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I was wondering if there are any homebrewers (wine, beer, mead, etc...) out there who hooked their carboys up to their co2 diffusers. I've been watching my airlock bubble on a batch of plum wine and thinking "I wish I could put that in my tank!" but I don't know if it would affect the taste of the wine. Would wine yeast produce too much co2?
 

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Darnit, I just read a thread in another forum talking about baking yeast vs wine yeast and I cannot remember the results lol.

I vaguely remember them saying that wine yeast is obivously much more efficient, and will produce for a considerably longer time than your regular house hold hold yeast. I'm not sure about how much, or if its "too much".

But, if its safe to use then you should be able to. If it ends up being "too much", just add a big of aggitation to the water and get a bit of gas exchange,
 

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The danger of this is if there ends up being any outflow of whats in the carboy/fermenter into your tank. Otherwise no, it should be the same thing.
 

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The danger of this is if there ends up being any outflow of whats in the carboy/fermenter into your tank. Otherwise no, it should be the same thing.
You could eliminate that by building a diy bubble counter using a jar or bottle with water. Anything that gets out would get caught there with no chance of getting to the tank.
 

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I was wondering if there are any homebrewers (wine, beer, mead, etc...) out there who hooked their carboys up to their co2 diffusers. I've been watching my airlock bubble on a batch of plum wine and thinking "I wish I could put that in my tank!" but I don't know if it would affect the taste of the wine. Would wine yeast produce too much co2?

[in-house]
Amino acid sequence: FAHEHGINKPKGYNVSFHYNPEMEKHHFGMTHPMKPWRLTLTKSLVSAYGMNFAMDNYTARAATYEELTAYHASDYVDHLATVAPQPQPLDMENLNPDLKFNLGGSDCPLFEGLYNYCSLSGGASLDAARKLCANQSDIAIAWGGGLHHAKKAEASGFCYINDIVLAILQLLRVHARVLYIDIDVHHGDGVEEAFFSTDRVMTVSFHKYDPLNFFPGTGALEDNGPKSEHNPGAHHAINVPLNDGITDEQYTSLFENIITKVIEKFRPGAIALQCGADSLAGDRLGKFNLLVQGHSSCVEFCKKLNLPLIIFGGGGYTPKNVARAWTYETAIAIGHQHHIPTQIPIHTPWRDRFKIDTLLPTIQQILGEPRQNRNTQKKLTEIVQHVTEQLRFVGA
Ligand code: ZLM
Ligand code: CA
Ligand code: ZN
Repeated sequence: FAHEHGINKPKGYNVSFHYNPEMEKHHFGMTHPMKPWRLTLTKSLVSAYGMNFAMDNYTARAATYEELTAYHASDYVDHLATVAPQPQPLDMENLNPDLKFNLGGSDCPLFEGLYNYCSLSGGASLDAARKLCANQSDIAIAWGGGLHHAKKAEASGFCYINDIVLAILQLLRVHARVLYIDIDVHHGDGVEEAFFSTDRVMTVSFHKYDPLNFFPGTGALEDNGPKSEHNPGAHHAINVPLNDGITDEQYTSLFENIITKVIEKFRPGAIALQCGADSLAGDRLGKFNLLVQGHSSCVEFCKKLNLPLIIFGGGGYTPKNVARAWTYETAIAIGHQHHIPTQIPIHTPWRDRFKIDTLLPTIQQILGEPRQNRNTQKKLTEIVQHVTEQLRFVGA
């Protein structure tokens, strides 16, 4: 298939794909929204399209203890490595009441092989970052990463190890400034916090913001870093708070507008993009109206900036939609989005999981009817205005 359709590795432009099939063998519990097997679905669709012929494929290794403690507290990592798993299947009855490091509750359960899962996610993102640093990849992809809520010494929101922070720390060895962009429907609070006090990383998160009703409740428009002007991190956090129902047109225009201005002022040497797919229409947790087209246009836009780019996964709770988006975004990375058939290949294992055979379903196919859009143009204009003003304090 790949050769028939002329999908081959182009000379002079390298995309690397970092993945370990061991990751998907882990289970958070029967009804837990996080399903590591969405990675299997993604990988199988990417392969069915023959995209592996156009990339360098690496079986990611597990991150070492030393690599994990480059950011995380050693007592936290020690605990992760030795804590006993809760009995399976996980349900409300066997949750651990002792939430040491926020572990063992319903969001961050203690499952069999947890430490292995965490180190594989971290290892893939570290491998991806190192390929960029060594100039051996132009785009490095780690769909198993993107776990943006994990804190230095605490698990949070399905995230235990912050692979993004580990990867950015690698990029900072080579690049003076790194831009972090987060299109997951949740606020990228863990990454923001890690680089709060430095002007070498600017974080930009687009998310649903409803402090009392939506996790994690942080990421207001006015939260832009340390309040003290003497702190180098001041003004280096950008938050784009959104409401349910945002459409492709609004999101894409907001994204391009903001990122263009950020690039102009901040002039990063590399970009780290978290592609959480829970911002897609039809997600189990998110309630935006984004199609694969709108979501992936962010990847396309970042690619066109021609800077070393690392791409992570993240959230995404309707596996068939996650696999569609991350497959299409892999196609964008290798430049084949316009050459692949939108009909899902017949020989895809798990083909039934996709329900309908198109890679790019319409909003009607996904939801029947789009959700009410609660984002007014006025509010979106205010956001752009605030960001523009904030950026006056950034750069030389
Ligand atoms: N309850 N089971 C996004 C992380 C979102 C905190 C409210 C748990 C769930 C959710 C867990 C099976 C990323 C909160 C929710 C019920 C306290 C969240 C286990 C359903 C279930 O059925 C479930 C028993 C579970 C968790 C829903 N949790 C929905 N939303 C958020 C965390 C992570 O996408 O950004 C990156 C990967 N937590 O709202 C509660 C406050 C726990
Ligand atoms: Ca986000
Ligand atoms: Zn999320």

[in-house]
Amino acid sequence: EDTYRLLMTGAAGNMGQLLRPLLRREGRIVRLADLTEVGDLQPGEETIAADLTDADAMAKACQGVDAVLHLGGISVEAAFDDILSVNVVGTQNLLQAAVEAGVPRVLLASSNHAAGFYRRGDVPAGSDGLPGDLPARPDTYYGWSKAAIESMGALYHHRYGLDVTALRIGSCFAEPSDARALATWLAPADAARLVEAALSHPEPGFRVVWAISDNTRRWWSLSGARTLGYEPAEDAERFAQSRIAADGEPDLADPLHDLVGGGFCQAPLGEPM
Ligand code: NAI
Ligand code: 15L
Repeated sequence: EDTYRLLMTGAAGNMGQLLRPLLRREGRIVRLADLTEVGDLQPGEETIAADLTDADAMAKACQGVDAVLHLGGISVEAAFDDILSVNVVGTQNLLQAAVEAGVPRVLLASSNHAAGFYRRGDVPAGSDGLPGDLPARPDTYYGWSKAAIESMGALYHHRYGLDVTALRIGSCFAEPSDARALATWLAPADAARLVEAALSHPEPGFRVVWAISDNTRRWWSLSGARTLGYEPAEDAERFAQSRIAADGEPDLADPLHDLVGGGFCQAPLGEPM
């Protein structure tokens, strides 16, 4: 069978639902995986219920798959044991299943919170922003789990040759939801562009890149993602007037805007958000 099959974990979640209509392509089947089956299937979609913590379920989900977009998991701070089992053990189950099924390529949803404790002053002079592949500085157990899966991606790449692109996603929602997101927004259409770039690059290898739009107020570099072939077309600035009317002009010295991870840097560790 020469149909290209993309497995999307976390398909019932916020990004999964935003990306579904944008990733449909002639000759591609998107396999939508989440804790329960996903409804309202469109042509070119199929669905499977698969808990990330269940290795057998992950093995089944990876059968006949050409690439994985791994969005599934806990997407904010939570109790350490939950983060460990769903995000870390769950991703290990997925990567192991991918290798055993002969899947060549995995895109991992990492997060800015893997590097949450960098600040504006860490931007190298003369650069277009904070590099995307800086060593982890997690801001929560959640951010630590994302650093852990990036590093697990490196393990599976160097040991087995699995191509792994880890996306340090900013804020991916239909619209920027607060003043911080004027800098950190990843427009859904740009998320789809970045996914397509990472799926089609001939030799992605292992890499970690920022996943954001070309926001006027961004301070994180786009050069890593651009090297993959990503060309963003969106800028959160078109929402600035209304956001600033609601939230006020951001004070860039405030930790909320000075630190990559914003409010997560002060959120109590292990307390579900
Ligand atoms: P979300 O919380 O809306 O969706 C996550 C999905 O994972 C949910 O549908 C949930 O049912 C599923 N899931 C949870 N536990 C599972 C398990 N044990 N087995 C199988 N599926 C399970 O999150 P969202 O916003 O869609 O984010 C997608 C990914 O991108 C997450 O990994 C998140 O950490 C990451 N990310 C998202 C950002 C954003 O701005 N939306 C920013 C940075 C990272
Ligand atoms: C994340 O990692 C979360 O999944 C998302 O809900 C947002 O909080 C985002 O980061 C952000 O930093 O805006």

Too funny. I was just at the local fish store talking with one of the kids that worked there and jokingly commented that I could use to CO2 from my fermentation to. It would be fun to combine the two hobbies.
 

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i wouldnt dare potentially waste beer or wine by hooking it up to a fish tank
This.



Also, the fact is that a 5 gallon batch of beer pushes out a TON of co2 quick, then after about 3 days, basically nothing. While I usually have 4 fermenters going, I'd have to have like 20 going to have a consistent rate(and inconsistency causes algae. I promise).

Plus, the levels could easily get high, too high.

I wouldn't risk ruining a batch of good wine over a few bucks in your tank...
 
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